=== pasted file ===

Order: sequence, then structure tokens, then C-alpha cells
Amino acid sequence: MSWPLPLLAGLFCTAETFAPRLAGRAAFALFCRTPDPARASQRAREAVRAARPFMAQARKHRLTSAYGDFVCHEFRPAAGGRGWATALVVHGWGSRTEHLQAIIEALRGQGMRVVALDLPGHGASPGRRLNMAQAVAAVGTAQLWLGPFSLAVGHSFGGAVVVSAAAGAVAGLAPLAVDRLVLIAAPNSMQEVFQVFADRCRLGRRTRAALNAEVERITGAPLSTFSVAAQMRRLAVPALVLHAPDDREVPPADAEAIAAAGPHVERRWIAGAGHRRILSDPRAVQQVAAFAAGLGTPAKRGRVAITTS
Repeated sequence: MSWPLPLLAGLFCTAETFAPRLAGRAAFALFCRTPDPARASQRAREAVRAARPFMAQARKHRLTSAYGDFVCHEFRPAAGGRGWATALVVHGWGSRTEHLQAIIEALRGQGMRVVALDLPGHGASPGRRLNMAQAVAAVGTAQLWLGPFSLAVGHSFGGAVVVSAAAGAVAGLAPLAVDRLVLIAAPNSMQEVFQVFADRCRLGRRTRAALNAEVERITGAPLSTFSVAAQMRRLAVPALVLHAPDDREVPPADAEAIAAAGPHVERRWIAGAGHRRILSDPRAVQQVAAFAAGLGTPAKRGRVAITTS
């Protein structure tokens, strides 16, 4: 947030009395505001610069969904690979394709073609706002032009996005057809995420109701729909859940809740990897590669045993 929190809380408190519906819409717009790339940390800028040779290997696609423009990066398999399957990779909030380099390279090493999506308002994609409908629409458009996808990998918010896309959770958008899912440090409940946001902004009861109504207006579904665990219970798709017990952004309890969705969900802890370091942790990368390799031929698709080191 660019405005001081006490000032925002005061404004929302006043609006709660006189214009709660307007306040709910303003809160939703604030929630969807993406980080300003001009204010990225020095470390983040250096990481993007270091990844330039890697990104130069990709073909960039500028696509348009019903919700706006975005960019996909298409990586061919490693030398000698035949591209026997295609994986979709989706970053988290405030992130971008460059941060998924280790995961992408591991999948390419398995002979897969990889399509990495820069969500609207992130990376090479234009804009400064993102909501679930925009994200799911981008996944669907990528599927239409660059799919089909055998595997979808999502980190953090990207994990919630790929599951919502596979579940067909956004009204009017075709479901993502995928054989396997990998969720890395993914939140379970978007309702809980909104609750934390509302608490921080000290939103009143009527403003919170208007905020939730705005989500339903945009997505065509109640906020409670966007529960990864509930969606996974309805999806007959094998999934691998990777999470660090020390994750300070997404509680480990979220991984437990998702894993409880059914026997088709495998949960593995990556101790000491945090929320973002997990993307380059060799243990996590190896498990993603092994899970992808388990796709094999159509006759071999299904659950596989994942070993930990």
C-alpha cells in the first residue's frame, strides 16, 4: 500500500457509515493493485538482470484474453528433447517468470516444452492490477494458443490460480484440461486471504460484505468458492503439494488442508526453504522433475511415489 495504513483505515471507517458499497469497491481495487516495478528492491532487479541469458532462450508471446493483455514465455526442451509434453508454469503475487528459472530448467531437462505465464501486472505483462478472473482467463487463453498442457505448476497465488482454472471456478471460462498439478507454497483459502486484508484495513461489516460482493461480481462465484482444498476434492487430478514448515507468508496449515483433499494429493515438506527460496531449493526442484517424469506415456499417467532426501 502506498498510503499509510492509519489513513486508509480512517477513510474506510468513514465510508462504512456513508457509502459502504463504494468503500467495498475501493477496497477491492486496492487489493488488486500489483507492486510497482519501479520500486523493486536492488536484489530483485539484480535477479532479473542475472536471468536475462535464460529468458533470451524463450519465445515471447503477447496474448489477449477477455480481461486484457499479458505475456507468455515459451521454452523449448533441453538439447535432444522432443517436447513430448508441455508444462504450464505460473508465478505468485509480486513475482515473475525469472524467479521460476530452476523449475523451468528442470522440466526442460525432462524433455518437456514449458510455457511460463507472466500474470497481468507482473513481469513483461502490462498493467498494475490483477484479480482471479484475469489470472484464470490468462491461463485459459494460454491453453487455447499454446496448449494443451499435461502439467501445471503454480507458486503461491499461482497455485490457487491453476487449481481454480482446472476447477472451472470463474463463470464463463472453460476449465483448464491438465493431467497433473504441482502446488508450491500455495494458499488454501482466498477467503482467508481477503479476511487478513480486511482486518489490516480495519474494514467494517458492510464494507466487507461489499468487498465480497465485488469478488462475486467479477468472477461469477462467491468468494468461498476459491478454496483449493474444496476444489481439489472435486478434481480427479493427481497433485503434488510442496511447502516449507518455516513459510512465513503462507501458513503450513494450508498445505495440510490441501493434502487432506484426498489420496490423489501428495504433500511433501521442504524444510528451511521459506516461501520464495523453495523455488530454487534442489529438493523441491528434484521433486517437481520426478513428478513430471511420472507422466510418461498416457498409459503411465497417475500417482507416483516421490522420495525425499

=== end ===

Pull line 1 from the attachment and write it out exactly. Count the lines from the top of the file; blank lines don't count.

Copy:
Order: sequence, then structure tokens, then C-alpha cells